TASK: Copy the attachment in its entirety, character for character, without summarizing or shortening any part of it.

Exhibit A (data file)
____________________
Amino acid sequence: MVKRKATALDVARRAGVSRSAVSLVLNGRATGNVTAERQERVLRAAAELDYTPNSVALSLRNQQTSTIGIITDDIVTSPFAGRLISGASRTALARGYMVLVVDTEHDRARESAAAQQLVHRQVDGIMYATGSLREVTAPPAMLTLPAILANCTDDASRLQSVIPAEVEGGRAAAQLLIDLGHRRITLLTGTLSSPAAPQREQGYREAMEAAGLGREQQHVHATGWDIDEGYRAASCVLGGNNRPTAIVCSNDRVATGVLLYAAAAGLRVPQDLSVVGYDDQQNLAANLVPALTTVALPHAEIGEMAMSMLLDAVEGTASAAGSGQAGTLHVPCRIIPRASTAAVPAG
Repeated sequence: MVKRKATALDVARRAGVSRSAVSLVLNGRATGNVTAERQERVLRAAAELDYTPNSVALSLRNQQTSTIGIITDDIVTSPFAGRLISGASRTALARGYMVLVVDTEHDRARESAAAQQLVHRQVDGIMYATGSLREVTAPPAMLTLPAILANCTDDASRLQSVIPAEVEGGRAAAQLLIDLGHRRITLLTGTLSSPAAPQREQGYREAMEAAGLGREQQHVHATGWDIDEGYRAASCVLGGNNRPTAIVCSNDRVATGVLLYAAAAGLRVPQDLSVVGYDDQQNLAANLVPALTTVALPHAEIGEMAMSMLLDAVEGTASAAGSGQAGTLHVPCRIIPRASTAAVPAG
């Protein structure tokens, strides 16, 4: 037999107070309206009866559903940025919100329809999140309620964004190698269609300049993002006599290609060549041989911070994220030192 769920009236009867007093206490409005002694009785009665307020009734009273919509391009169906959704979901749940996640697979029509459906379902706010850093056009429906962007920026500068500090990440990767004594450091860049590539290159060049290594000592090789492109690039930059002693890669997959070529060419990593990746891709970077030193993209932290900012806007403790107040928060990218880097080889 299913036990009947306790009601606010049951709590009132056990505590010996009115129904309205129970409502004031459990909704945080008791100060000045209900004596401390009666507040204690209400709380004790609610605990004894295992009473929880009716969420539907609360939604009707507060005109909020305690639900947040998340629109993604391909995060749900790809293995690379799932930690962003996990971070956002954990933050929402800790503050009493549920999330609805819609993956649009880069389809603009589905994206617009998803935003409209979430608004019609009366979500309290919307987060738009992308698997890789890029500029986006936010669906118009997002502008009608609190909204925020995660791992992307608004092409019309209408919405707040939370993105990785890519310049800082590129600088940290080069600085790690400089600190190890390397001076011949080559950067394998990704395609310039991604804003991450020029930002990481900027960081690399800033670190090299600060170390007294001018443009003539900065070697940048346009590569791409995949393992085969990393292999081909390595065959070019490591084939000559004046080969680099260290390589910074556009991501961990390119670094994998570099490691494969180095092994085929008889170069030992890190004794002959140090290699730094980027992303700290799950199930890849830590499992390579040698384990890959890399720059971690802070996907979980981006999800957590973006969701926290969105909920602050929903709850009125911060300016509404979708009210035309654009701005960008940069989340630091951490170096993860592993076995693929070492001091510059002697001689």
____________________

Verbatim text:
Amino acid sequence: MVKRKATALDVARRAGVSRSAVSLVLNGRATGNVTAERQERVLRAAAELDYTPNSVALSLRNQQTSTIGIITDDIVTSPFAGRLISGASRTALARGYMVLVVDTEHDRARESAAAQQLVHRQVDGIMYATGSLREVTAPPAMLTLPAILANCTDDASRLQSVIPAEVEGGRAAAQLLIDLGHRRITLLTGTLSSPAAPQREQGYREAMEAAGLGREQQHVHATGWDIDEGYRAASCVLGGNNRPTAIVCSNDRVATGVLLYAAAAGLRVPQDLSVVGYDDQQNLAANLVPALTTVALPHAEIGEMAMSMLLDAVEGTASAAGSGQAGTLHVPCRIIPRASTAAVPAG
Repeated sequence: MVKRKATALDVARRAGVSRSAVSLVLNGRATGNVTAERQERVLRAAAELDYTPNSVALSLRNQQTSTIGIITDDIVTSPFAGRLISGASRTALARGYMVLVVDTEHDRARESAAAQQLVHRQVDGIMYATGSLREVTAPPAMLTLPAILANCTDDASRLQSVIPAEVEGGRAAAQLLIDLGHRRITLLTGTLSSPAAPQREQGYREAMEAAGLGREQQHVHATGWDIDEGYRAASCVLGGNNRPTAIVCSNDRVATGVLLYAAAAGLRVPQDLSVVGYDDQQNLAANLVPALTTVALPHAEIGEMAMSMLLDAVEGTASAAGSGQAGTLHVPCRIIPRASTAAVPAG
């Protein structure tokens, strides 16, 4: 037999107070309206009866559903940025919100329809999140309620964004190698269609300049993002006599290609060549041989911070994220030192 769920009236009867007093206490409005002694009785009665307020009734009273919509391009169906959704979901749940996640697979029509459906379902706010850093056009429906962007920026500068500090990440990767004594450091860049590539290159060049290594000592090789492109690039930059002693890669997959070529060419990593990746891709970077030193993209932290900012806007403790107040928060990218880097080889 299913036990009947306790009601606010049951709590009132056990505590010996009115129904309205129970409502004031459990909704945080008791100060000045209900004596401390009666507040204690209400709380004790609610605990004894295992009473929880009716969420539907609360939604009707507060005109909020305690639900947040998340629109993604391909995060749900790809293995690379799932930690962003996990971070956002954990933050929402800790503050009493549920999330609805819609993956649009880069389809603009589905994206617009998803935003409209979430608004019609009366979500309290919307987060738009992308698997890789890029500029986006936010669906118009997002502008009608609190909204925020995660791992992307608004092409019309209408919405707040939370993105990785890519310049800082590129600088940290080069600085790690400089600190190890390397001076011949080559950067394998990704395609310039991604804003991450020029930002990481900027960081690399800033670190090299600060170390007294001018443009003539900065070697940048346009590569791409995949393992085969990393292999081909390595065959070019490591084939000559004046080969680099260290390589910074556009991501961990390119670094994998570099490691494969180095092994085929008889170069030992890190004794002959140090290699730094980027992303700290799950199930890849830590499992390579040698384990890959890399720059971690802070996907979980981006999800957590973006969701926290969105909920602050929903709850009125911060300016509404979708009210035309654009701005960008940069989340630091951490170096993860592993076995693929070492001091510059002697001689």